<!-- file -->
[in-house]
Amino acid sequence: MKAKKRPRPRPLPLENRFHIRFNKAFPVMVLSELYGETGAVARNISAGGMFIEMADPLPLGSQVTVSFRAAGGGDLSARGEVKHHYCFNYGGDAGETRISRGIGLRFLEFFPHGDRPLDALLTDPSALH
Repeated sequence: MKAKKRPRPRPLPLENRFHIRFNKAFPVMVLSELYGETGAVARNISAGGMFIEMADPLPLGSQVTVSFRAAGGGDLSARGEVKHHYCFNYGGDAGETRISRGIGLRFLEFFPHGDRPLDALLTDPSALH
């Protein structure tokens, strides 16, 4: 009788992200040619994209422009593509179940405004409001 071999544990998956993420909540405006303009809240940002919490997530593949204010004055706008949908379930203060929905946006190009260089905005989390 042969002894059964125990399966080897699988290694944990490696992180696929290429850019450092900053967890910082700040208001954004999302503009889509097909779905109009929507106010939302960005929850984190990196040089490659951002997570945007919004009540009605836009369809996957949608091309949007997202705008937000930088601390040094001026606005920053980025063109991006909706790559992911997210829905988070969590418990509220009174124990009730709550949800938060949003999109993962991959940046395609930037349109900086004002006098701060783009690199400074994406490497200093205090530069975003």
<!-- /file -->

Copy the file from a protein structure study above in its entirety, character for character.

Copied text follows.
[in-house]
Amino acid sequence: MKAKKRPRPRPLPLENRFHIRFNKAFPVMVLSELYGETGAVARNISAGGMFIEMADPLPLGSQVTVSFRAAGGGDLSARGEVKHHYCFNYGGDAGETRISRGIGLRFLEFFPHGDRPLDALLTDPSALH
Repeated sequence: MKAKKRPRPRPLPLENRFHIRFNKAFPVMVLSELYGETGAVARNISAGGMFIEMADPLPLGSQVTVSFRAAGGGDLSARGEVKHHYCFNYGGDAGETRISRGIGLRFLEFFPHGDRPLDALLTDPSALH
């Protein structure tokens, strides 16, 4: 009788992200040619994209422009593509179940405004409001 071999544990998956993420909540405006303009809240940002919490997530593949204010004055706008949908379930203060929905946006190009260089905005989390 042969002894059964125990399966080897699988290694944990490696992180696929290429850019450092900053967890910082700040208001954004999302503009889509097909779905109009929507106010939302960005929850984190990196040089490659951002997570945007919004009540009605836009369809996957949608091309949007997202705008937000930088601390040094001026606005920053980025063109991006909706790559992911997210829905988070969590418990509220009174124990009730709550949800938060949003999109993962991959940046395609930037349109900086004002006098701060783009690199400074994406490497200093205090530069975003």